What was the biggest challenge with English Vinglish?
To get the film made! Because no one really wanted to support the venture, didn’t entirely believe in the idea. Back then, it was one of the first films that was female centric so to say. The protagonist was not a young woman, she was a middle-aged woman, wearing a saree, a traditional housewife. Not the kind of things that would spark off investors or box office believers.
It was really hard. Many people wanted to make changes to the film because it was Sridevi coming back. They wanted her to dance, have a big Sridevi dance number. I refused to compromise on any of those things. There were a lot of conditions, in case they were interested. I wanted to make the film the way I visualised it or would rather keep it aside.
We decided to produce it ourselves. When I look back, everything fell in place magically. I am extremely grateful for that time. That entire journey was a landmark for me.
Was it heartbreaking as a debut filmmaker when these bizarre conditions were being laid?
It was disappointing that people didn’t have the vision. After the film was successful, the same people and many others approached me saying, ‘Oh my God, what a film. We would like to…’ There is no point in that because if something is successful, you want to follow a formula. But to have the vision to see that something like this could be a thing is what is important.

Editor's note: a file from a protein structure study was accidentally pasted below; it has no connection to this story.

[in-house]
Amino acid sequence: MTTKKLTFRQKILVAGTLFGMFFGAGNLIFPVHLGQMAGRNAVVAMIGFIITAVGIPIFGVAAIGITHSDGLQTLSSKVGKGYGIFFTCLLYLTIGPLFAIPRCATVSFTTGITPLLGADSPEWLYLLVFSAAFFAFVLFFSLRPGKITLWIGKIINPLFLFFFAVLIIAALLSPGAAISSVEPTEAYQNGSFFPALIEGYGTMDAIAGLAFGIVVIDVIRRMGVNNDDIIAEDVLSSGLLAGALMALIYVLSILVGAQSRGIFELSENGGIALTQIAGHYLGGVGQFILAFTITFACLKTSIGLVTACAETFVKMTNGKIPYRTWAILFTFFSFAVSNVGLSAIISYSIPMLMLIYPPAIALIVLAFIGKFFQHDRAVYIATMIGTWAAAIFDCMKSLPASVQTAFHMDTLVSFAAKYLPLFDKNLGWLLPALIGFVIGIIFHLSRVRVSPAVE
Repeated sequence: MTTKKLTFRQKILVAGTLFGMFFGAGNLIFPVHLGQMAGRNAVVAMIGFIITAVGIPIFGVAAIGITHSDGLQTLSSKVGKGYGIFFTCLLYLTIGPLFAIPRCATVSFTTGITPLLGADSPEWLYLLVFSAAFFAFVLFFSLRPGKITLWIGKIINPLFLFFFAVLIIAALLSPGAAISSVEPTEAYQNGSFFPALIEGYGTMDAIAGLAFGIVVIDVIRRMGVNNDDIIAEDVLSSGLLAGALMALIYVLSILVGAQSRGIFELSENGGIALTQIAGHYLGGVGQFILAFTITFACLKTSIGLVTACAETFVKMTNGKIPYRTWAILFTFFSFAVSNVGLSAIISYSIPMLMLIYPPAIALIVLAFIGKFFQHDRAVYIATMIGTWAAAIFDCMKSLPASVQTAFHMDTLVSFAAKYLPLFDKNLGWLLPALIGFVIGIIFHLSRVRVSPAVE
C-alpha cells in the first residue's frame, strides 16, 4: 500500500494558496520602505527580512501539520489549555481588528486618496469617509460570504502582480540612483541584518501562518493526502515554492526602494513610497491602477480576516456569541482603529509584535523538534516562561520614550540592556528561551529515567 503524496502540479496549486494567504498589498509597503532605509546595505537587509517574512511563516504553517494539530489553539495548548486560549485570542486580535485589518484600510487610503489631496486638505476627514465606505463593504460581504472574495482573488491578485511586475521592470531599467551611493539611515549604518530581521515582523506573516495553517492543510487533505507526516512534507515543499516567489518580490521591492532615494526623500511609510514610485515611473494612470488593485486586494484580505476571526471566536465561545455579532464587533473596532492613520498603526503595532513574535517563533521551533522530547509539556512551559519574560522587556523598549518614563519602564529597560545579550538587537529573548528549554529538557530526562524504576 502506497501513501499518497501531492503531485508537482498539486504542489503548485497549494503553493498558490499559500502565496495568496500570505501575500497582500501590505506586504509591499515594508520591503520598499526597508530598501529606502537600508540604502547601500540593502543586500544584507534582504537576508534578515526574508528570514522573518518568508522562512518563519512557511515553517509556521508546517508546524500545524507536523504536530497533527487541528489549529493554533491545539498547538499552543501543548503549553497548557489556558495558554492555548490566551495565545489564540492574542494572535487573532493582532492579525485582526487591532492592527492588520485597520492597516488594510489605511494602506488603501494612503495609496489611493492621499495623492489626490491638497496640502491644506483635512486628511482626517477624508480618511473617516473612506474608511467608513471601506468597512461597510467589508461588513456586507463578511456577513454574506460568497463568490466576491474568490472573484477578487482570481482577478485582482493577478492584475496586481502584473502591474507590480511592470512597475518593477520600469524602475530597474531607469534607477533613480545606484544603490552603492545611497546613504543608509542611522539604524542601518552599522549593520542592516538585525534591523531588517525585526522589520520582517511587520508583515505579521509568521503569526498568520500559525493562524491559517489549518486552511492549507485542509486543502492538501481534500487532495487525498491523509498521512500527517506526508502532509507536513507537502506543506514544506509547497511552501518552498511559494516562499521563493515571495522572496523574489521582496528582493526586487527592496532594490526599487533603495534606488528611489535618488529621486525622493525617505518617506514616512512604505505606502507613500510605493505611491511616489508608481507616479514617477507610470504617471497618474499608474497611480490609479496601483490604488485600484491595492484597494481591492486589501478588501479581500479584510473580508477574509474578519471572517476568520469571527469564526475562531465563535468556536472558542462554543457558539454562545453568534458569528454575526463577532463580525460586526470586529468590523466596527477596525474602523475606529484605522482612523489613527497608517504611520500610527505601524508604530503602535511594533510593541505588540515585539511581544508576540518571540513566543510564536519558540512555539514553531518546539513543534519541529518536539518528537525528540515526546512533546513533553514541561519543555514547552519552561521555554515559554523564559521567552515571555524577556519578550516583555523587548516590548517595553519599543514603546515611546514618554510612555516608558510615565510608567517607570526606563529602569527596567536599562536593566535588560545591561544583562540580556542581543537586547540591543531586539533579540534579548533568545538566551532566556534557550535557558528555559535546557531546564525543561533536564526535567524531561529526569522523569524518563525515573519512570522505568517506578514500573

I understood to some extent the reluctance of producers. I was a first-time director. It was a comeback of someone who people hadn’t seen in 15 years. Yes, there was excitement but the comebacks of so many actresses weren’t really successful. There was no history or any marker that it can succeed as well. On top of that, she was a traditional woman protagonist. I understood it but someone could have had a vision.
I believe even the casting of Sridevi was quite accidental.
It was. Balki had met Boney Kapoor randomly where Boney was talking to Balki about a film he wants to do with him. But Balki said he was taking a break because he had just done Paa and said my wife is making a film. That’s when Sri asked him what it is about. When Balki gave her a one liner, she was very intrigued and asked if she could hear the script. The next thing I know I was there narrating it to her. There were some people interested in doing the lead role, but I wasn’t. I didn’t feel anybody really fit the part of Shashi until Sridevi just magically happened to me.
Do you remember what did she say after the full narration?